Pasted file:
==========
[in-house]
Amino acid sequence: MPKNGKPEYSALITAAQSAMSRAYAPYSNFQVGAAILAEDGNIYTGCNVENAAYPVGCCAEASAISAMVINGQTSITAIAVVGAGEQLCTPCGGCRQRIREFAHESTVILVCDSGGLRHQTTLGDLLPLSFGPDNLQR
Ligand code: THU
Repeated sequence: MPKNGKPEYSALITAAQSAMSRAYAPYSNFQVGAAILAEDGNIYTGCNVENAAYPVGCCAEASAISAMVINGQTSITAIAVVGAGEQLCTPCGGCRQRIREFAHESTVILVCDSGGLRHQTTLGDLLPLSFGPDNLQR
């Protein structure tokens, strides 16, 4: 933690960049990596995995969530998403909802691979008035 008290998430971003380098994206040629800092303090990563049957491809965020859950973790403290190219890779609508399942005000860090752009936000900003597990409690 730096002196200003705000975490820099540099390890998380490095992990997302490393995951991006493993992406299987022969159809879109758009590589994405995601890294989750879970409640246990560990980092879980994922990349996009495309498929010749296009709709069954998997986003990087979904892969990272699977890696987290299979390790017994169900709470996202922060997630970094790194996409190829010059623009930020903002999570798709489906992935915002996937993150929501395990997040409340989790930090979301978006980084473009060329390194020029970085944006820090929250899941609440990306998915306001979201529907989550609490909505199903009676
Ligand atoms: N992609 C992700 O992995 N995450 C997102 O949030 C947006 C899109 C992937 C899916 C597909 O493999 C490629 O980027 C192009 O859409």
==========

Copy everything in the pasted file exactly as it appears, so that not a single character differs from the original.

[in-house]
Amino acid sequence: MPKNGKPEYSALITAAQSAMSRAYAPYSNFQVGAAILAEDGNIYTGCNVENAAYPVGCCAEASAISAMVINGQTSITAIAVVGAGEQLCTPCGGCRQRIREFAHESTVILVCDSGGLRHQTTLGDLLPLSFGPDNLQR
Ligand code: THU
Repeated sequence: MPKNGKPEYSALITAAQSAMSRAYAPYSNFQVGAAILAEDGNIYTGCNVENAAYPVGCCAEASAISAMVINGQTSITAIAVVGAGEQLCTPCGGCRQRIREFAHESTVILVCDSGGLRHQTTLGDLLPLSFGPDNLQR
């Protein structure tokens, strides 16, 4: 933690960049990596995995969530998403909802691979008035 008290998430971003380098994206040629800092303090990563049957491809965020859950973790403290190219890779609508399942005000860090752009936000900003597990409690 730096002196200003705000975490820099540099390890998380490095992990997302490393995951991006493993992406299987022969159809879109758009590589994405995601890294989750879970409640246990560990980092879980994922990349996009495309498929010749296009709709069954998997986003990087979904892969990272699977890696987290299979390790017994169900709470996202922060997630970094790194996409190829010059623009930020903002999570798709489906992935915002996937993150929501395990997040409340989790930090979301978006980084473009060329390194020029970085944006820090929250899941609440990306998915306001979201529907989550609490909505199903009676
Ligand atoms: N992609 C992700 O992995 N995450 C997102 O949030 C947006 C899109 C992937 C899916 C597909 O493999 C490629 O980027 C192009 O859409």